Blog New Album Review

Album Review: “-io” by Circuit des Yeux

I didn’t have a traditional music upbringing. I barely knew what music was before sophomore year of high school barring some Soundgarden tracks I heard on YouTube. This meant that I skipped the slowly learning about the most famous artists and went from essentially nothing to experimental rap. While I could do a whole blog about what this has done to my music taste, something I notably missed out on was listening to any classical music growing up, and it’s only recently that I’ve been getting into that. And for anyone who wants a new album that brings the spirit of classical music with modern sensibilities for the discerning JPEGMAFIA fan, “-io” is the album for you.

Circuit des Yeux’s prior work exemplifies an appreciation of the old ways. Their only concert of 2021 will be playing at an opera house with a 16-piece orchestra and their last project was an original score for the 1923 silent film “Salomé”.

Structurally this is a departure from a typical verse-chorus set of builds and releases. Songs don’t come together in bursts, rather they start strong and finish even stronger, with a steady buildup of layering melodies. Oh there are both verses and choruses, but the songs don’t unfold around them, rather the lines are used as instruments, to evoke pure emotion with each word being delivered with its own passionate focus. “Zero is a hero” doesn’t sound inspiring, menacing and spiritually rousing when it’s in a lyric sheet, but when roared on album highlight “Vanishing” it’s downright iconic.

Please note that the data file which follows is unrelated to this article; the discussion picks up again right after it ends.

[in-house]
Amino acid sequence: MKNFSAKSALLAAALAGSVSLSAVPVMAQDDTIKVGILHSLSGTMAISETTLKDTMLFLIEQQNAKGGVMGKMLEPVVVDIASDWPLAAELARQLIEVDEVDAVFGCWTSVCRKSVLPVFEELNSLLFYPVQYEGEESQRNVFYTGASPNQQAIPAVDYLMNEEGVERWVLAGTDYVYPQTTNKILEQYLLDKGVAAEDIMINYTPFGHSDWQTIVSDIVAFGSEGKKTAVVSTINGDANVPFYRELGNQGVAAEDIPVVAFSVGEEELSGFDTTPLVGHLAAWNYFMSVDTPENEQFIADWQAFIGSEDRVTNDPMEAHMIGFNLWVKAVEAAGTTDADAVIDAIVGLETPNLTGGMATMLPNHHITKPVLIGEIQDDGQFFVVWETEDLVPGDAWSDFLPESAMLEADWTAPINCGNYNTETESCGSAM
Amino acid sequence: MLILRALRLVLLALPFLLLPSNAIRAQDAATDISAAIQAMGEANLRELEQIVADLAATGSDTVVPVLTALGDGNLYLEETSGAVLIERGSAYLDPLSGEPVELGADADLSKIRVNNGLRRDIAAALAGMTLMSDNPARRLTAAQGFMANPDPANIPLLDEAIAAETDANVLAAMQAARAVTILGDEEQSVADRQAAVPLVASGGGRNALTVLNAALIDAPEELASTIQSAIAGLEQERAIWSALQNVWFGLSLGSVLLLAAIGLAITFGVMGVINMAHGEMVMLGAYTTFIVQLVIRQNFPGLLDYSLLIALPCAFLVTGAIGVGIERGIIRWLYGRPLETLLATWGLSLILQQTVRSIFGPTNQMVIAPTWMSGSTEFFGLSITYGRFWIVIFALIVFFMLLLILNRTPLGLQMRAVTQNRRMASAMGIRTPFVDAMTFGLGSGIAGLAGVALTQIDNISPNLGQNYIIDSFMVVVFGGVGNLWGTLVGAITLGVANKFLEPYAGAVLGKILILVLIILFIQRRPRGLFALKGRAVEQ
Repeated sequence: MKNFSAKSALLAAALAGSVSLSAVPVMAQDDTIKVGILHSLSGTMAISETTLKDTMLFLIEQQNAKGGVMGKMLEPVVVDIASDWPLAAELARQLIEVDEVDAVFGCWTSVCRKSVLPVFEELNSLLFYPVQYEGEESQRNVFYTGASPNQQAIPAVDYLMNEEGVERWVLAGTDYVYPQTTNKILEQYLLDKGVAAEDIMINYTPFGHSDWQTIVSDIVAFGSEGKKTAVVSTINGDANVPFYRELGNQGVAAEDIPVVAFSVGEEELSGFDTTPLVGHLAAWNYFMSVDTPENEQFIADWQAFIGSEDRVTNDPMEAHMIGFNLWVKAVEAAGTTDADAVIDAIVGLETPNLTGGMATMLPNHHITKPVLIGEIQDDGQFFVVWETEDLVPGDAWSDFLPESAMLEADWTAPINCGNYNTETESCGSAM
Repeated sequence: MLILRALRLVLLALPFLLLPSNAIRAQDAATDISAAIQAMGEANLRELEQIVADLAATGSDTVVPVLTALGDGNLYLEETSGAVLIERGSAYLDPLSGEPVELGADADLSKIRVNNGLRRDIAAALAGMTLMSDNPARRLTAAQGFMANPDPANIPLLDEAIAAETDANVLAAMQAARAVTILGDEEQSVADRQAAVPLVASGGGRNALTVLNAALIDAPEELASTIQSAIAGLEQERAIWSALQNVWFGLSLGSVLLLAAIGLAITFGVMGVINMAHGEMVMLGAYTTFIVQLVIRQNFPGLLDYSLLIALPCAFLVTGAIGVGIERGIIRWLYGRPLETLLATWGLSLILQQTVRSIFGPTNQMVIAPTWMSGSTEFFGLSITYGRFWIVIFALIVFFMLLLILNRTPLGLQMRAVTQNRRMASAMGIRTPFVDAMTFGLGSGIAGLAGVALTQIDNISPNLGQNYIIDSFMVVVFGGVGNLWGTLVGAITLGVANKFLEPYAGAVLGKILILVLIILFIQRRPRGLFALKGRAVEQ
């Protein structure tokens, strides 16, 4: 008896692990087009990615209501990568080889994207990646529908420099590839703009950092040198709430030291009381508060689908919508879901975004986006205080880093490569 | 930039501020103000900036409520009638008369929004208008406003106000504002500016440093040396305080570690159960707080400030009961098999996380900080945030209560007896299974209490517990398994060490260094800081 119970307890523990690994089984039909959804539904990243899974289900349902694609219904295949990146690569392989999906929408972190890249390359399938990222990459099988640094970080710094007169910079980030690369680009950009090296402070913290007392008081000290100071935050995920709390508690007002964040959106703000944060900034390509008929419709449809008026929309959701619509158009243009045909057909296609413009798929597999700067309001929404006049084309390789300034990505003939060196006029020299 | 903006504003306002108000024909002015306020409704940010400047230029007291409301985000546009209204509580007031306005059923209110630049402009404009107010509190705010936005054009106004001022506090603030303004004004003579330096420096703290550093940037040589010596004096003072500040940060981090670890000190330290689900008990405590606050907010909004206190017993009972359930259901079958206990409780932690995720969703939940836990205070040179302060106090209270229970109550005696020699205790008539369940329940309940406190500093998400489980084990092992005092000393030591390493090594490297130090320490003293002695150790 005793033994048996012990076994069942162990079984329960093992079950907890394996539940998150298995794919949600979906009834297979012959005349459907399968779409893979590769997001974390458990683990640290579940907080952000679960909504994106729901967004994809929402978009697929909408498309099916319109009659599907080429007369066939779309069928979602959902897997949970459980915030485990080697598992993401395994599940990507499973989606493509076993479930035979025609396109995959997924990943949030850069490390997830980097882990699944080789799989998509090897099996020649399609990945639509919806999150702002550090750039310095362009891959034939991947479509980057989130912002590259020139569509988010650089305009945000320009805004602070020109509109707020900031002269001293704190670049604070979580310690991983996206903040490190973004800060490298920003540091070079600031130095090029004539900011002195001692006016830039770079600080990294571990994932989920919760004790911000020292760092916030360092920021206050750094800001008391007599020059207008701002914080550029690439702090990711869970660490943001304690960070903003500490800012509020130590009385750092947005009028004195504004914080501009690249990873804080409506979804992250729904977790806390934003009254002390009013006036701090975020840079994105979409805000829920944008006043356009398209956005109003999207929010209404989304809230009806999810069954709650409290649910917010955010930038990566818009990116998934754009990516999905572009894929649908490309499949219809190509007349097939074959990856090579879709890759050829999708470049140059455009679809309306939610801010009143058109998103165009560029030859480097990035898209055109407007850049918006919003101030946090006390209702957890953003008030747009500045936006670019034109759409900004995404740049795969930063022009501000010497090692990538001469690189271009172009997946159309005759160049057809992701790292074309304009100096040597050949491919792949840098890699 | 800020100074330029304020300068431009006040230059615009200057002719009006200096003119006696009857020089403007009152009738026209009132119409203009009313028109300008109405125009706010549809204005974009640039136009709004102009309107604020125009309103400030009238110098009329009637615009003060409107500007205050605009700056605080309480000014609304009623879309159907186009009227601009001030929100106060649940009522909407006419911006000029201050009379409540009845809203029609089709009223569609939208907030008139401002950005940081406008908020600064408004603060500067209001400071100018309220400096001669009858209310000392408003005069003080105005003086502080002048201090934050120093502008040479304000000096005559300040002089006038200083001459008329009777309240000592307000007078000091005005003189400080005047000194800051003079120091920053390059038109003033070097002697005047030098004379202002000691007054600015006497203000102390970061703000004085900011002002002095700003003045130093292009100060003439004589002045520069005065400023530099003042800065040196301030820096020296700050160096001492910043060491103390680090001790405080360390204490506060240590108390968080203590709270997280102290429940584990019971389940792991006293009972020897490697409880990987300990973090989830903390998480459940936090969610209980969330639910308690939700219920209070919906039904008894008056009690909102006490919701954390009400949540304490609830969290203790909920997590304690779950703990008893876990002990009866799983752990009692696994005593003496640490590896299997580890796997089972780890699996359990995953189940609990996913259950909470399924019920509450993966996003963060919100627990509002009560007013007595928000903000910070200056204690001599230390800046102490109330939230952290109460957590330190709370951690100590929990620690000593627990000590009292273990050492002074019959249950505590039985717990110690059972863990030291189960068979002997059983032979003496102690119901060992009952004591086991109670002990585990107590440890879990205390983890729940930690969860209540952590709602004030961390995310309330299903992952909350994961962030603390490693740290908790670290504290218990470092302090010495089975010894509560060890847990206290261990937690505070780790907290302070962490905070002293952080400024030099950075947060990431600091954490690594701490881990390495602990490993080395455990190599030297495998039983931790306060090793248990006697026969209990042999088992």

Haley Fohr, the mastermind behind Circuit des Yeux, has the perfect voice to anchor what otherwise could be a runaway train of furious strings and horns. Her 4-octave vocal range commands the listener to pay attention through the gale, able to draw you in alongside a single high note or descend into madness alongside forward marching drums and swirling strings. Moments of barely controlled aggression on songs like “Neutron Star” pair with the soft meditation of a “Sculpting the Exodus”, and the end of one song and the beginning of another often feel like arbitrary points; necessary divisions to turn one long saga into album form.

I need to get into more music like this. I’m not going to pretend I understand all of the themes Fohr is working with on this album, or that I’ll understand on the 100th listen. But the fun of experimental music is that you don’t really have to. If there’s one thing this album does it’s to take listeners on a wild ride, and I’m perfectly happy to sit back, prepare for anything and feel like just by listening to “-io” I’m furthering my education.